I’m often pegged as the “anti-Resolution” guy. Not the case at all. I’m definitely the “anti-Resolution that will make you feel like shit” guy though. To understand why your New Years Resolutions end with you feeling really crappy come March you’ll need to understand just a little bit about how your brain chemistry works.
Your brain on Drugs.
The turning over of the calendar and seasons has been an important part of our development as a species. As we look back on all records of ancient civilizations, we see that humans have been obsessed with the sun, stars, and seasons ever since we stepped out of the cave. Looking ahead into the future with hope and optimism is an important part of the human experience. Without the confidence that the sun will come back tomorrow, this can be a pretty scary world.
This innate desire to look ahead with hope is so important to our survival as a species that our brains have evolved to make us feel really good when we do so. We have a built-in drug that’s better than anything you’ll find at Coachella – dopamine. Dopamine is released when we think on potential positive outcomes. It’s the butterflies you feel after a surprisingly normal Tinder encounter. It’s what you feel after getting offered that dream job. It’s the perfect combination of optimism, opportunity, challenge, and healthy fear.
Your brain on Resolutions.
Thanksgiving usually marks the beginning of the holiday season. It also marks the beginning of a lot of biological factors that contribute to an all-time low production of the miracle dopamine drug. Days are approaching their shortest of the year which means you’re getting less Vitamin D, going outside less, and your sleep cycle is all jacked up. On top of that, your routine is thrown off with weird work weeks, weird food habits, and financial stress. Compound all these biological abnormalities with increased alcohol consumption and family dynamics and you have the perfect recipe for feeling like a heap of shit.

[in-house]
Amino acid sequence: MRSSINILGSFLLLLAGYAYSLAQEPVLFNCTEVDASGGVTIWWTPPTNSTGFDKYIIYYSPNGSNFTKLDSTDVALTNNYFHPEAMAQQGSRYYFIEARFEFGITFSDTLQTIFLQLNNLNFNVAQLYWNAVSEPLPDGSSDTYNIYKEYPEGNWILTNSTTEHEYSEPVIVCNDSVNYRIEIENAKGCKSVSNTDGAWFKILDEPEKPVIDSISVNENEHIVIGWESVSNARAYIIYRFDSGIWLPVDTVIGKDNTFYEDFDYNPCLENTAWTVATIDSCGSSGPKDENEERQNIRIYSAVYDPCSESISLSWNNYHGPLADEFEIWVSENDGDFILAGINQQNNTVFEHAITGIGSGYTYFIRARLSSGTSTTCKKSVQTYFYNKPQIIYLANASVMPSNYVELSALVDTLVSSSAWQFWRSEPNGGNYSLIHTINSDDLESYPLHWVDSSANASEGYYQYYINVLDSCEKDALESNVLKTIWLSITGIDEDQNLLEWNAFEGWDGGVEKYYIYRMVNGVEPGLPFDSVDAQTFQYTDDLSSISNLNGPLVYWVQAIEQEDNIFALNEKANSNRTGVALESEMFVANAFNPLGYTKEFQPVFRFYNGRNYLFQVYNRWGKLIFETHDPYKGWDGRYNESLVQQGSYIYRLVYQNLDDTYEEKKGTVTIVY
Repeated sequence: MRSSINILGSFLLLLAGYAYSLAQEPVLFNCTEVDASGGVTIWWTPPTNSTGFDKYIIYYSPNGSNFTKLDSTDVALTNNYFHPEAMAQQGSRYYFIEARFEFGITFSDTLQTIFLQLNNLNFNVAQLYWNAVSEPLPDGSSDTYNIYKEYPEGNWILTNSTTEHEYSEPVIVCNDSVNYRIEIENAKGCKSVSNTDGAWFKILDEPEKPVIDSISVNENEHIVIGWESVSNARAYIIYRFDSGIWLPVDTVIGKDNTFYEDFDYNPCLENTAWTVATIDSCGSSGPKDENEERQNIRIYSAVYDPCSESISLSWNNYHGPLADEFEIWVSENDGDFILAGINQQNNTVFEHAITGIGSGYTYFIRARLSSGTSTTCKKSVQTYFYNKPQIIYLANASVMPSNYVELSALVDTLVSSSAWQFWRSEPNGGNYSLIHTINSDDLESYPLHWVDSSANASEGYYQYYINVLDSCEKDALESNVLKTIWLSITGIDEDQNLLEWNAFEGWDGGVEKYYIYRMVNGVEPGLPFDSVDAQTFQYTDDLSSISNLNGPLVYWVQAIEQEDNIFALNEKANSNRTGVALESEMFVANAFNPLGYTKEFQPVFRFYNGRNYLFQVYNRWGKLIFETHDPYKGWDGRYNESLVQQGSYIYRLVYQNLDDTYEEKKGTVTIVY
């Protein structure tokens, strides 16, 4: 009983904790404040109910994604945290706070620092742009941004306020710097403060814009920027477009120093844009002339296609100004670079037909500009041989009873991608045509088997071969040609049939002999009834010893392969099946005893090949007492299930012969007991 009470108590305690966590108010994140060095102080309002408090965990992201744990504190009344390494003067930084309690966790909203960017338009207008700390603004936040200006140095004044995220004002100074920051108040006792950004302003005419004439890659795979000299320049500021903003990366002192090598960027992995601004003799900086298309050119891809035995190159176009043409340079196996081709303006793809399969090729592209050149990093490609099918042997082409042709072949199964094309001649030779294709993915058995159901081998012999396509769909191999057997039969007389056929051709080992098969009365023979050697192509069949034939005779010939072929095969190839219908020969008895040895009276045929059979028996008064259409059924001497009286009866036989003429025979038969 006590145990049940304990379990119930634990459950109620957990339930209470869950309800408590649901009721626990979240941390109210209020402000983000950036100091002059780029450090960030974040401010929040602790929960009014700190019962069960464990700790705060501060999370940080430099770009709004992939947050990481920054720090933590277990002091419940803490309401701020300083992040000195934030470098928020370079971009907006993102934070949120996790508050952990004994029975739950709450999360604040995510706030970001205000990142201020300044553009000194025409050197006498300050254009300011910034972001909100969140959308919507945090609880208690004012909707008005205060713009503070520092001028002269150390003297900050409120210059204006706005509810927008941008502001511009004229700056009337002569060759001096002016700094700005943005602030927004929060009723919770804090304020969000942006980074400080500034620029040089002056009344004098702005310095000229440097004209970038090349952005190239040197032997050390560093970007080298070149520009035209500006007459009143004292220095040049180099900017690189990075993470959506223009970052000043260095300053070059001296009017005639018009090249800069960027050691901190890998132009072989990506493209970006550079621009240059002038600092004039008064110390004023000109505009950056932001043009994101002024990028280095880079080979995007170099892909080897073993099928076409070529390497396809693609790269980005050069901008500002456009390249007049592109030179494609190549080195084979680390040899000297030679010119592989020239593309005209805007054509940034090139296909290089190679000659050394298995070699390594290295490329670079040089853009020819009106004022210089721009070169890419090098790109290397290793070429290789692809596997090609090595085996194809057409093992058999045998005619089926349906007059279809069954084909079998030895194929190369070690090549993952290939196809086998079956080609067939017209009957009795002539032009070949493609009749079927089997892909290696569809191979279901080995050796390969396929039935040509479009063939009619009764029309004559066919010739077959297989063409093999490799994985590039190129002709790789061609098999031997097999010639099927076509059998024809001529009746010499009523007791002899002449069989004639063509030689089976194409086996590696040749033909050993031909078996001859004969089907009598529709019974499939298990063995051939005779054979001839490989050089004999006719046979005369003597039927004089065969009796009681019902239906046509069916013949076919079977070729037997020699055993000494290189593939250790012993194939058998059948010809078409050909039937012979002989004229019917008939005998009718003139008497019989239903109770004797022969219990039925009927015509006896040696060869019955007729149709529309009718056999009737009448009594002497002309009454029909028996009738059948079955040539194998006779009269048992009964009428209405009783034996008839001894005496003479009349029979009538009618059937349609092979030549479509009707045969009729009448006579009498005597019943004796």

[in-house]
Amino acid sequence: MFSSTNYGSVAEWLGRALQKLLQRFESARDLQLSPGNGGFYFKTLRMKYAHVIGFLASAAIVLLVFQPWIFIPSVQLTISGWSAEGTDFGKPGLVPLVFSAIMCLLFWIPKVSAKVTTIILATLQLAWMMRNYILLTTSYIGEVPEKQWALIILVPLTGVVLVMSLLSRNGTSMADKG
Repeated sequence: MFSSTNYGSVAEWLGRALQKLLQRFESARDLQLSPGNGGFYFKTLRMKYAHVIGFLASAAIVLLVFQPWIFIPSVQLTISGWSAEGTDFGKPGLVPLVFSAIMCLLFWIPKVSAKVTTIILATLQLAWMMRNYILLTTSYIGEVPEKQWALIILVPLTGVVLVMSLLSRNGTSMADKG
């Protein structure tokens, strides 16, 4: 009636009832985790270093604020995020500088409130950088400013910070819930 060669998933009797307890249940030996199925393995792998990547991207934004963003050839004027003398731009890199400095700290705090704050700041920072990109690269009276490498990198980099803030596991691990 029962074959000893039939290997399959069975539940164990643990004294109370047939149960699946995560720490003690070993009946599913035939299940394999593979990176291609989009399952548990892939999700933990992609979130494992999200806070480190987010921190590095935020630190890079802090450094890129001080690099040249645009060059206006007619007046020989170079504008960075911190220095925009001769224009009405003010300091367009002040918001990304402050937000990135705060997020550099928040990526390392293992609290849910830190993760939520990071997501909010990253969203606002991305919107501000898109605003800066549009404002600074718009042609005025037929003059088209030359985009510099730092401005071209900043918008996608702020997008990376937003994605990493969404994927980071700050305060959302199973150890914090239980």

But there’s a light at the end of the tunnel! You see your schedule normalizing, holidays are in the rearview mirror, and there’s a new year ahead. You commit to get your shit together, spend less, drink less, workout more, and eat a piece of broccoli.
If you’re a coffee drinker and you’ve ever taken an extended break, you know that first cup off the wagon will knock your socks off. That’s your dopamine right now. It’s been at an all-time low, so feeling it for the first time in awhile is like a huge jolt straight to your jugular. So what should we do with it?
Put it in Context.
Use the drug – don’t try to be “too cool for school” and act like you don’t feel it. But, remind yourself that it’s a biological phenomenon and does not determine if you’re a good person, a driven person, or a disciplined person. You’re just a human with a biological body that is affected by seasons.
Know you’ll develop a Tolerance.
Just like with any drug, you’ll develop a tolerance to dopamine. It will run out in about 6 weeks. Plan on it. And plan for it.
Write down the things you’ll Tell Yourself.